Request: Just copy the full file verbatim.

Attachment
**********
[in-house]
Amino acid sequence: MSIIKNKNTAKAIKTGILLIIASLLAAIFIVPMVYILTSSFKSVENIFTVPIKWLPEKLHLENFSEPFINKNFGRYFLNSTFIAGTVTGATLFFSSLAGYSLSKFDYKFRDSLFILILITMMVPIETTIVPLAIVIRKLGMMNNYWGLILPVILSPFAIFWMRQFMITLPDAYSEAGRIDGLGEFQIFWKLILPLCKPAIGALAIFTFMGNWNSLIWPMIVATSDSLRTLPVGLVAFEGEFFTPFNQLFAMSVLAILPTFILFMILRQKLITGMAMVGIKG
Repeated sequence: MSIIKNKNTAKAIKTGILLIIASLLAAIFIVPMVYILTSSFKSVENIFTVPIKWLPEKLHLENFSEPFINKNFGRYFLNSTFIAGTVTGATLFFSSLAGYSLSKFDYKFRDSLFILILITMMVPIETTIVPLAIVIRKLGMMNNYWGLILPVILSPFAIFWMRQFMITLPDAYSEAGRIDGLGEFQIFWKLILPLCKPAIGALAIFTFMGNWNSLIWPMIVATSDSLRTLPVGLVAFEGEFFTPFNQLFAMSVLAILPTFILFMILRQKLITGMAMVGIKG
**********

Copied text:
[in-house]
Amino acid sequence: MSIIKNKNTAKAIKTGILLIIASLLAAIFIVPMVYILTSSFKSVENIFTVPIKWLPEKLHLENFSEPFINKNFGRYFLNSTFIAGTVTGATLFFSSLAGYSLSKFDYKFRDSLFILILITMMVPIETTIVPLAIVIRKLGMMNNYWGLILPVILSPFAIFWMRQFMITLPDAYSEAGRIDGLGEFQIFWKLILPLCKPAIGALAIFTFMGNWNSLIWPMIVATSDSLRTLPVGLVAFEGEFFTPFNQLFAMSVLAILPTFILFMILRQKLITGMAMVGIKG
Repeated sequence: MSIIKNKNTAKAIKTGILLIIASLLAAIFIVPMVYILTSSFKSVENIFTVPIKWLPEKLHLENFSEPFINKNFGRYFLNSTFIAGTVTGATLFFSSLAGYSLSKFDYKFRDSLFILILITMMVPIETTIVPLAIVIRKLGMMNNYWGLILPVILSPFAIFWMRQFMITLPDAYSEAGRIDGLGEFQIFWKLILPLCKPAIGALAIFTFMGNWNSLIWPMIVATSDSLRTLPVGLVAFEGEFFTPFNQLFAMSVLAILPTFILFMILRQKLITGMAMVGIKG